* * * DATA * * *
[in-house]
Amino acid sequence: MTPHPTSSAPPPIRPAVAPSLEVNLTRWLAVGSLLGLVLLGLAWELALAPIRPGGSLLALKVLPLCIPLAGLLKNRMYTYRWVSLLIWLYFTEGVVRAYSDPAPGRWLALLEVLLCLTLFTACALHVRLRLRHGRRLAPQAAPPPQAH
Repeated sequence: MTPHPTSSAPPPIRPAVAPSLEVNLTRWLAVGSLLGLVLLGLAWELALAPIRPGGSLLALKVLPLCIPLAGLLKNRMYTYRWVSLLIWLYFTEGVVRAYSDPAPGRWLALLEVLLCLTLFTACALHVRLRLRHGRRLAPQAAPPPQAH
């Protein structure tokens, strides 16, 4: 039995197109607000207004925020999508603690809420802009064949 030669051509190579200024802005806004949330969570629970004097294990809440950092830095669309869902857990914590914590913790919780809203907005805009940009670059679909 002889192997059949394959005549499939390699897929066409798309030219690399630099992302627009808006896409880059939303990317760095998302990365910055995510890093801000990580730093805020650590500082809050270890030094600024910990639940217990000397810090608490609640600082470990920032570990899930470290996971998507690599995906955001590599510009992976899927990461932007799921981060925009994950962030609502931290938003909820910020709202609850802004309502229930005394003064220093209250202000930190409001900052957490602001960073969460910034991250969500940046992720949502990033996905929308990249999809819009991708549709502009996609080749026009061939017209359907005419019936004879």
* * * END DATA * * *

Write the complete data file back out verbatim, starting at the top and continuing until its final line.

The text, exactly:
[in-house]
Amino acid sequence: MTPHPTSSAPPPIRPAVAPSLEVNLTRWLAVGSLLGLVLLGLAWELALAPIRPGGSLLALKVLPLCIPLAGLLKNRMYTYRWVSLLIWLYFTEGVVRAYSDPAPGRWLALLEVLLCLTLFTACALHVRLRLRHGRRLAPQAAPPPQAH
Repeated sequence: MTPHPTSSAPPPIRPAVAPSLEVNLTRWLAVGSLLGLVLLGLAWELALAPIRPGGSLLALKVLPLCIPLAGLLKNRMYTYRWVSLLIWLYFTEGVVRAYSDPAPGRWLALLEVLLCLTLFTACALHVRLRLRHGRRLAPQAAPPPQAH
């Protein structure tokens, strides 16, 4: 039995197109607000207004925020999508603690809420802009064949 030669051509190579200024802005806004949330969570629970004097294990809440950092830095669309869902857990914590914590913790919780809203907005805009940009670059679909 002889192997059949394959005549499939390699897929066409798309030219690399630099992302627009808006896409880059939303990317760095998302990365910055995510890093801000990580730093805020650590500082809050270890030094600024910990639940217990000397810090608490609640600082470990920032570990899930470290996971998507690599995906955001590599510009992976899927990461932007799921981060925009994950962030609502931290938003909820910020709202609850802004309502229930005394003064220093209250202000930190409001900052957490602001960073969460910034991250969500940046992720949502990033996905929308990249999809819009991708549709502009996609080749026009061939017209359907005419019936004879």